A Documentary History of the Shinnecock Peoples:
How the Land Was Lost cont'd

Seven other Shinnecock also signed the confirmation, which was phrased in such a general form it could be applied to nearly any transaction. The fictional "Montauk Grand Sachem" title was no longer evoked. Apparently the strategy had worn so thin that it had lost all credibility. This 1686 document assumes that the authority to sell lands rests with the family and heirs of Mandush. Pungamo is identified here as the Sachem and son of Mandush. The leadership of the Shinnecock appears to have shifted from Quaquashawge who was "elected" in 1671 to Mandush's son. Both men are listed in the 1686 document indicating that the title of sachem was no longer a lifetime office. Unfortunately the records are silent about the details of Quaquashawge's fall from power. It is possible that the town officials engineered the change to further strengthen their land title. The two deeds which were singled out for confirmation had been signed by one or more members of the Mandush family. It was clear to the Southampton proprietors that they could make a much stronger case for the authenticity of their deeds by tracing them back to Mandush. The testimony given by Halsey and Sayer in 1666 was simply ignored.

There were still some unresolved questions about boundary designations in most of the early deeds, which often led to endless bickering and lengthy court challenges between the settlers. The Andros and Dongan Patents had not examined the Indian deeds with any degree of scrutiny. In both cases the colonial governor merely wanted to raise revenue and to establish the principle of Crown approval for any future land transactions with Indians. As long as no serious challenge to the Southampton land titles threatened, the proprietors felt quite safe.

This complacency was soon disrupted rather dramatically. Lord Cornbury, certainly one of New York's more colorful governors, gave two members of his Council a most unusual grant. Rip Van Dam and Dr. John Bridges were licensed to buy up all unappropriated Indian land on eastern Long Island in September of 1702. They moved rapidly to press local Indians groups to sell all of their lands which had not been included in earlier transactions. The two agents from New York appear to have used another of the strategies listed by Jennings. They were accused of using "trickery and strong waters" in their negotiation with the Montauk Indians.. Marion Fisher Ales, writing on the Montauk suggests that Van Dam's agents were also aided by a long-festering animosity between the Montauk and the townspeople of East Hampton. The result of all of these factors was a deed which gave the eastern tip of Montauk to Rip Van Dam. All of this had been accomplished in less than six weeks.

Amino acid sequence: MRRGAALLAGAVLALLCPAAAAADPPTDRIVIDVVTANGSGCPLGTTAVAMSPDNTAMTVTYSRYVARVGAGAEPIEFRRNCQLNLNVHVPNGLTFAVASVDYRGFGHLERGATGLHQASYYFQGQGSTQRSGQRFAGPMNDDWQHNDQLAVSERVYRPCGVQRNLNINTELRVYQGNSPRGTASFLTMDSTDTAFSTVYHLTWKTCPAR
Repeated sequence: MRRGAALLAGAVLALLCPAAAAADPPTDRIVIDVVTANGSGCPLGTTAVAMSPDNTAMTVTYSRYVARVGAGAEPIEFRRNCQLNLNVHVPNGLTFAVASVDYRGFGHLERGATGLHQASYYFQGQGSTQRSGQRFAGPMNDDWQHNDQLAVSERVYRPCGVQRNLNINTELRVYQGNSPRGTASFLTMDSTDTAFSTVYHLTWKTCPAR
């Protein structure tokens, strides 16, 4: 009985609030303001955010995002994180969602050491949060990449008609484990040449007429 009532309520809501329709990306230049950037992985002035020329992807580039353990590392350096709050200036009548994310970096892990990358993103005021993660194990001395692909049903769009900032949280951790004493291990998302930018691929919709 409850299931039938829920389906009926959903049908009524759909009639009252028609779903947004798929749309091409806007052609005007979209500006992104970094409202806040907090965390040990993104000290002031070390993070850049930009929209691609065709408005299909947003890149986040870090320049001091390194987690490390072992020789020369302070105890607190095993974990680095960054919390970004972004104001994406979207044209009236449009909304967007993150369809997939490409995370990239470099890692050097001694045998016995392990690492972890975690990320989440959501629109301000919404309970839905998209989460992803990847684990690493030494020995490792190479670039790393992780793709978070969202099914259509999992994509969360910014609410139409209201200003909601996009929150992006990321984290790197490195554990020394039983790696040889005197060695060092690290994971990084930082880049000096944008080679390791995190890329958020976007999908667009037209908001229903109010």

The towns of Southampton and East Hampton were virtually in a panic over Van Dam's activities. They needed to review their Indian deeds with an eye to any opening which could be used by Van Dam. The eastern boundary of the 1640 deed was still troubling to the Southampton proprietors. The only documentation they had for the land between the Shinnecock Hills and Wainscott would certainly not survive a court challenge. The proprietors decided to protect their land from Van Dam by negotiating a new deed with the Shinnecock.

In a week-long frenzy of negotiation the proprietors managed to get five important documents signed by the Shinnecock and one by the Unkechaug. It was quite an accomplishment; for the Indians it must have been a bewildering experience. Over a sixty-year period beginning in 1640, the Shinnecock had signed seven or eight major documents; now in one week's time they had been pressured to sign six. The town's concern for a document which carried the full weight of the community led them to identify the party of the first part as the Trustees of the Commonality of the Town of Southampton. The legal implications here are significant. The term 'commonality" included the proprietors and all the other free men of the colony who did not own a share in the unallotted lands. This strategy drew the town into a solid front against any effort by colonial authorities to challenge the agreement. The negotiations began, ironically, on Friday, the thirteenth day of August, 1703. The first round of negotiations appear to have included Abraham Howell, Stephen Boyar, Arthur Davis, John Davis, John Wheeler and Benjamin Marshall for the Town and for the Shinnecock, Pongamo (Mandush's son), Chice, and Manamam. The Unkechaug sachem, Wyongonheot (Wiangonhut), was also included in the negotiations because of his interest in the Quogue land titles.